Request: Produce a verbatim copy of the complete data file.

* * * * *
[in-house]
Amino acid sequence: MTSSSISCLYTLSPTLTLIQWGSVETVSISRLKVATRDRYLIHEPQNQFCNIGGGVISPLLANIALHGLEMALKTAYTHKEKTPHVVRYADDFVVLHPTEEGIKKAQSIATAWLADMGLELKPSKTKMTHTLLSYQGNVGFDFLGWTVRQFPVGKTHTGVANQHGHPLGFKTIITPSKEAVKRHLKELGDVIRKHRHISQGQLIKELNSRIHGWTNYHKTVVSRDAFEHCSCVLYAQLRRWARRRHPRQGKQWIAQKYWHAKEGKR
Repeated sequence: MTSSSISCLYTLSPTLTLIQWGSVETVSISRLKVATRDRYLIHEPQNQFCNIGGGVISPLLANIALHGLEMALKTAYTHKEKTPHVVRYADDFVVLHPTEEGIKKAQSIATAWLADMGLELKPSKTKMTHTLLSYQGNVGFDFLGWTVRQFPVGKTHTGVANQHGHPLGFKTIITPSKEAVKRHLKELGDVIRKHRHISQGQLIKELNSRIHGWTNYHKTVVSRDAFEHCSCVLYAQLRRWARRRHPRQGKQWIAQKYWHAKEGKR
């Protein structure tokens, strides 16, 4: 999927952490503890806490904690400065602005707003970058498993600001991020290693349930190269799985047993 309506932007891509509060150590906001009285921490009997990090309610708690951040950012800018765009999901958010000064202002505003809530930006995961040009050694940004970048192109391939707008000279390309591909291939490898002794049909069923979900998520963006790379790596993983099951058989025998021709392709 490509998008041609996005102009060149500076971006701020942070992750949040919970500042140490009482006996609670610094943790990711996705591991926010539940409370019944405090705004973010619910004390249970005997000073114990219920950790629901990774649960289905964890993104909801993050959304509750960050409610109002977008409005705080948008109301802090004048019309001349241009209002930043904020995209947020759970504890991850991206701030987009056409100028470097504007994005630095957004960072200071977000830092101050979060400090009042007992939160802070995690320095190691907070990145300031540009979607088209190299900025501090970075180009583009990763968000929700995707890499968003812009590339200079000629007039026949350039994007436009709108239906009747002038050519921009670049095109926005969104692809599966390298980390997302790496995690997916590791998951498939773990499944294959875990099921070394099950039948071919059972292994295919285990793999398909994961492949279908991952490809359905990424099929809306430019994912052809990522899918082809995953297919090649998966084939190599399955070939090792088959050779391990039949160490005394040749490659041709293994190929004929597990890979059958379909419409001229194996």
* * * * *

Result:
[in-house]
Amino acid sequence: MTSSSISCLYTLSPTLTLIQWGSVETVSISRLKVATRDRYLIHEPQNQFCNIGGGVISPLLANIALHGLEMALKTAYTHKEKTPHVVRYADDFVVLHPTEEGIKKAQSIATAWLADMGLELKPSKTKMTHTLLSYQGNVGFDFLGWTVRQFPVGKTHTGVANQHGHPLGFKTIITPSKEAVKRHLKELGDVIRKHRHISQGQLIKELNSRIHGWTNYHKTVVSRDAFEHCSCVLYAQLRRWARRRHPRQGKQWIAQKYWHAKEGKR
Repeated sequence: MTSSSISCLYTLSPTLTLIQWGSVETVSISRLKVATRDRYLIHEPQNQFCNIGGGVISPLLANIALHGLEMALKTAYTHKEKTPHVVRYADDFVVLHPTEEGIKKAQSIATAWLADMGLELKPSKTKMTHTLLSYQGNVGFDFLGWTVRQFPVGKTHTGVANQHGHPLGFKTIITPSKEAVKRHLKELGDVIRKHRHISQGQLIKELNSRIHGWTNYHKTVVSRDAFEHCSCVLYAQLRRWARRRHPRQGKQWIAQKYWHAKEGKR
């Protein structure tokens, strides 16, 4: 999927952490503890806490904690400065602005707003970058498993600001991020290693349930190269799985047993 309506932007891509509060150590906001009285921490009997990090309610708690951040950012800018765009999901958010000064202002505003809530930006995961040009050694940004970048192109391939707008000279390309591909291939490898002794049909069923979900998520963006790379790596993983099951058989025998021709392709 490509998008041609996005102009060149500076971006701020942070992750949040919970500042140490009482006996609670610094943790990711996705591991926010539940409370019944405090705004973010619910004390249970005997000073114990219920950790629901990774649960289905964890993104909801993050959304509750960050409610109002977008409005705080948008109301802090004048019309001349241009209002930043904020995209947020759970504890991850991206701030987009056409100028470097504007994005630095957004960072200071977000830092101050979060400090009042007992939160802070995690320095190691907070990145300031540009979607088209190299900025501090970075180009583009990763968000929700995707890499968003812009590339200079000629007039026949350039994007436009709108239906009747002038050519921009670049095109926005969104692809599966390298980390997302790496995690997916590791998951498939773990499944294959875990099921070394099950039948071919059972292994295919285990793999398909994961492949279908991952490809359905990424099929809306430019994912052809990522899918082809995953297919090649998966084939190599399955070939090792088959050779391990039949160490005394040749490659041709293994190929004929597990890979059958379909419409001229194996």